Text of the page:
California allows the use of marijuana for medicinal purposes, and is one of several states across the country that makes it legal to sell marijuana for medicinal purposes. Colorado recently became one of the first states in the country to legalize the sale of marijuana for recreational purposes.

As the number of states that ease restrictions on the availability of marijuana use increases, the federal administration notes that impaired driving involving stoned motorists is also on the increase. In fact, the NHTSA believes that the increase in the number of drugged drivers has also coincided with a drop in the number of persons driving under the influence of alcohol. Those numbers have declined by nearly 1/3rd since 2007.

A number of tests have shown that marijuana has the same kind of impairing effects on a person's driving abilities as alcohol does. Avoid driving under the influence of any kind of drug, including marijuana. To avoid an accident, also avoid driving after using over-the-counter drugs, like cough and cold medications and certain types of prescription medications that greatly increase your risk of impaired driving.

50% of Teen, Young Driver Car Accident Fatalities Linked to Pot, Alcohol

Friday, January 16, 2015

Alcohol and marijuana use seriously increase the risk of accidents involving teen and young adult drivers. According to new statistics, approximately 50% of teen and young adult motorists, who are fatally injured in car accidents, are driving under the influence of marijuana, alcohol or a combination of both.

The findings were based on an analysis of accident data in those states where it is mandated to conduct toxicology screening tests on fatal accident victims. The study found that accident victims above the age of 21 and of legally drinking age, were much more likely than younger victims to have used a combination of alcohol and marijuana, just before the accident. This seems to prove that even when people are of the legal age for drinking alcohol, it doesn't reduce their risk of engaging in destructive driving practices that include both marijuana and alcohol.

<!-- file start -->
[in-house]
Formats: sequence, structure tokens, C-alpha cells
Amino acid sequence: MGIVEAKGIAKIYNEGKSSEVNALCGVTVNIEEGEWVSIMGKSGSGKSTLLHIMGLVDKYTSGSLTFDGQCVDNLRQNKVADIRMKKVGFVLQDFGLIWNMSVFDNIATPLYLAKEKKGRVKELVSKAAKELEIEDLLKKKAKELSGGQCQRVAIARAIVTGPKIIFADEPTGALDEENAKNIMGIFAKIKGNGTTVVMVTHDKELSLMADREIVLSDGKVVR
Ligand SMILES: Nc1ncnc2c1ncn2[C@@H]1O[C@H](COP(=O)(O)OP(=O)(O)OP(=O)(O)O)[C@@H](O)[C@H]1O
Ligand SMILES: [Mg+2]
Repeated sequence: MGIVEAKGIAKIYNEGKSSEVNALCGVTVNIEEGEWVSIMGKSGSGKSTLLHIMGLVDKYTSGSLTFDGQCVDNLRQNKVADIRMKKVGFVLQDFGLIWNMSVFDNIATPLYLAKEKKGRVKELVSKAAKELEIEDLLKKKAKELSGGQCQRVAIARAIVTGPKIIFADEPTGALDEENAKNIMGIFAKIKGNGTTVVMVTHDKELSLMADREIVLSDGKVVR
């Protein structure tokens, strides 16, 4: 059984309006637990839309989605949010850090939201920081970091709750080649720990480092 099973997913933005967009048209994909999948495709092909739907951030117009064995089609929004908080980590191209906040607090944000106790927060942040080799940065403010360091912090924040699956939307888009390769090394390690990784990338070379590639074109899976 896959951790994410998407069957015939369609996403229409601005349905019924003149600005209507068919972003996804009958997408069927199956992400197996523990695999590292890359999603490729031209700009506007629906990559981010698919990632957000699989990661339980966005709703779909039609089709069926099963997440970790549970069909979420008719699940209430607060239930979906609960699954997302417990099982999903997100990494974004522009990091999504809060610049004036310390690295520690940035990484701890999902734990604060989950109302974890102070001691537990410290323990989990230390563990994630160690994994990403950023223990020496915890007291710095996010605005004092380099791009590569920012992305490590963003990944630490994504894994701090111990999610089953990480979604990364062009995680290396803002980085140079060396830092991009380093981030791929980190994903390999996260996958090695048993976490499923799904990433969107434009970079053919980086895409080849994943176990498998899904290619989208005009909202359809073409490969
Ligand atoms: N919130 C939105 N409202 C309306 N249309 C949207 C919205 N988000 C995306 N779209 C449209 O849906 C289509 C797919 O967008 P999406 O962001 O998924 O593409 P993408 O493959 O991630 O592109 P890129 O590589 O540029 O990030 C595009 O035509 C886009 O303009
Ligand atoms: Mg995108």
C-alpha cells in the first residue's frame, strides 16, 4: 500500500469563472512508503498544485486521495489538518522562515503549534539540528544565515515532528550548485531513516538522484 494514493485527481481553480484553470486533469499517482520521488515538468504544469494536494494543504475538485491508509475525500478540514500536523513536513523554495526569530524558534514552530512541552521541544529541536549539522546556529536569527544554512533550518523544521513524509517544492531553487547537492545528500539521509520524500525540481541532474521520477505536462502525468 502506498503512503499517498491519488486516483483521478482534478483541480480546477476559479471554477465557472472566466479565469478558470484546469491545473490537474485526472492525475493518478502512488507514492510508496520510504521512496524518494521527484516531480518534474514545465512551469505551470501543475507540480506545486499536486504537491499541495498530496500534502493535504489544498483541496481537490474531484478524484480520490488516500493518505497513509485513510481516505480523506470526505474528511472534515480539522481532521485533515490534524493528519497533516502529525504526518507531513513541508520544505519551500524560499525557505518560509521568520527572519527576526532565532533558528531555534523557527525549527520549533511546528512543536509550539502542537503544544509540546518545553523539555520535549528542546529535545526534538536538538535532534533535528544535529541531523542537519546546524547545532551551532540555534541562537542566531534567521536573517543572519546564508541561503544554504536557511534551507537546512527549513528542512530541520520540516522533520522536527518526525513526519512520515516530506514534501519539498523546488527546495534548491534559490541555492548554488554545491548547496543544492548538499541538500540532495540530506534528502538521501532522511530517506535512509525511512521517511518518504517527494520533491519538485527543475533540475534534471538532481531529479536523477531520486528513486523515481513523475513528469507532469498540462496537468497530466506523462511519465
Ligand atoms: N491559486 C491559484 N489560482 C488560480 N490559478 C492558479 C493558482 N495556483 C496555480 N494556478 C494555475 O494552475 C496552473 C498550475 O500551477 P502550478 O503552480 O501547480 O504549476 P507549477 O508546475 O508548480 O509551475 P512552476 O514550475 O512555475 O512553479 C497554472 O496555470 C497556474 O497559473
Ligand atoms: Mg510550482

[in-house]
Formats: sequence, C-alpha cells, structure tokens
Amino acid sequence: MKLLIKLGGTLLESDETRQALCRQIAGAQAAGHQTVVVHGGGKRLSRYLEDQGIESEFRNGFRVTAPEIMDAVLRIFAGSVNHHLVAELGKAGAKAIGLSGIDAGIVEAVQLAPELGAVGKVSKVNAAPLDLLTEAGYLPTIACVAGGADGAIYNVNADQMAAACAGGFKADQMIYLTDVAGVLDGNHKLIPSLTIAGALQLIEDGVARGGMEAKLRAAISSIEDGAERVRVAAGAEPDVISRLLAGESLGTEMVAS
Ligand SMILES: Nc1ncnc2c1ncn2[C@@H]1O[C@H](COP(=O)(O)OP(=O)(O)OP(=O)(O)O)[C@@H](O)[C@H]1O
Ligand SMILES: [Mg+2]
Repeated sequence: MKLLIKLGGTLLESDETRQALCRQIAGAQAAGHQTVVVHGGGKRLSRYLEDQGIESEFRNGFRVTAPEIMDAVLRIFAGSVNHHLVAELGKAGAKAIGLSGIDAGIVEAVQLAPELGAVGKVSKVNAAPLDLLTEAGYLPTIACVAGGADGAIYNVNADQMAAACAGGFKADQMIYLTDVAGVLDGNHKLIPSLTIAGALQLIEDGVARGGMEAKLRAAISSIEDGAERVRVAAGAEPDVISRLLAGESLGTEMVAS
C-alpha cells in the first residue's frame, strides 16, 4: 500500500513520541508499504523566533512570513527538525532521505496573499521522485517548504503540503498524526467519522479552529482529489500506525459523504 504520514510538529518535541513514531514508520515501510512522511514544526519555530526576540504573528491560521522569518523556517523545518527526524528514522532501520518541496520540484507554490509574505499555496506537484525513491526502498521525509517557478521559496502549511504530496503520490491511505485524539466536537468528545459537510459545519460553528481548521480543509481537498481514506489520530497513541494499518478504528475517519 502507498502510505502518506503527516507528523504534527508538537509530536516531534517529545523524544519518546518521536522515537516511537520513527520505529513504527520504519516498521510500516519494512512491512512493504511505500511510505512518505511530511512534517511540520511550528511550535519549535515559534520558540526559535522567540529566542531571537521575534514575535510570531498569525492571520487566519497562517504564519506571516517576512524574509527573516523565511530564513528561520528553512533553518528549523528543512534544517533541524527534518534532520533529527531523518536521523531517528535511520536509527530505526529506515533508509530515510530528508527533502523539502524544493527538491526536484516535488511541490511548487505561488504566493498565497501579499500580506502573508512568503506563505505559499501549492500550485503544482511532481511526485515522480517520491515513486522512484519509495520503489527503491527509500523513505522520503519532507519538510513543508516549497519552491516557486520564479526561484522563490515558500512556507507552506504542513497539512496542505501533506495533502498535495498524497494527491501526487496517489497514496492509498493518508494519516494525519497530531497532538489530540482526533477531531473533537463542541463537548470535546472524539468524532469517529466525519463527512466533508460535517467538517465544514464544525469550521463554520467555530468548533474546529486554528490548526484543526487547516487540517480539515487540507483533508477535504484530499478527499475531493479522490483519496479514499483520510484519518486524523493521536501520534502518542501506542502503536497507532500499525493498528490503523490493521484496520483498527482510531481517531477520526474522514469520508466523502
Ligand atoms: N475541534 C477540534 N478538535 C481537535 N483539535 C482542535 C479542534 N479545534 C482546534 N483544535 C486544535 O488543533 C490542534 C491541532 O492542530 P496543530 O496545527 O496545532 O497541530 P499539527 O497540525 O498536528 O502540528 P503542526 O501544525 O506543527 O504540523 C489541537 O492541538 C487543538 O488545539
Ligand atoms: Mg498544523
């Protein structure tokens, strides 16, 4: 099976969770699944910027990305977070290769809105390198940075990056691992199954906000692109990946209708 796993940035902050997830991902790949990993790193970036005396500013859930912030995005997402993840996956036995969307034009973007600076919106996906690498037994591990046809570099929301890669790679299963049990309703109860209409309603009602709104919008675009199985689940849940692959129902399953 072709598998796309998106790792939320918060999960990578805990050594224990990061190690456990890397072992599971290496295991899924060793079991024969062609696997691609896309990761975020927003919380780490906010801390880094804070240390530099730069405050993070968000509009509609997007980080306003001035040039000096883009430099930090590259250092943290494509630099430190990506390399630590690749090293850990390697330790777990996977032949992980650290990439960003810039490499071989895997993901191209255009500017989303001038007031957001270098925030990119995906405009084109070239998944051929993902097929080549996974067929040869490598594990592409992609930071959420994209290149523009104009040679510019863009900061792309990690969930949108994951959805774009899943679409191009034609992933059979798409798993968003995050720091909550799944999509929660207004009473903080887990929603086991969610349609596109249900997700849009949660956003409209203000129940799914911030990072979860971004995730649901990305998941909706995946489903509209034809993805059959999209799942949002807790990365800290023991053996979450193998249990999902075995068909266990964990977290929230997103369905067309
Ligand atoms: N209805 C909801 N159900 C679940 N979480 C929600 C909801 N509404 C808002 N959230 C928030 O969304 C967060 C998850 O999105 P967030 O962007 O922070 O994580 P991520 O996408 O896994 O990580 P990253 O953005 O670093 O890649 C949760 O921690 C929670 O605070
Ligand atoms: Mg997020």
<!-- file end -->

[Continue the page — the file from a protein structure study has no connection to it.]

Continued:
The researchers also found that more than half of the young motorists, who died in the accidents, were either high on marijuana, or drunk at the time of the accident. About 6.8% of the victims tested had alcohol in their systems at the time of the accident, while 5.9% had traces of marijuana. 7.6% had used both marijuana and alcohol before the accident.

The researchers were also looking for evidence to indicate that lowering the minimum drinking age from 21 to 18, would lead to a reduction in the use of marijuana among young adults. They found that this was not the case at all. Rather, they found that lowering the drinking age could actually lead to increased consumption of a combination of alcohol and marijuana by young drivers.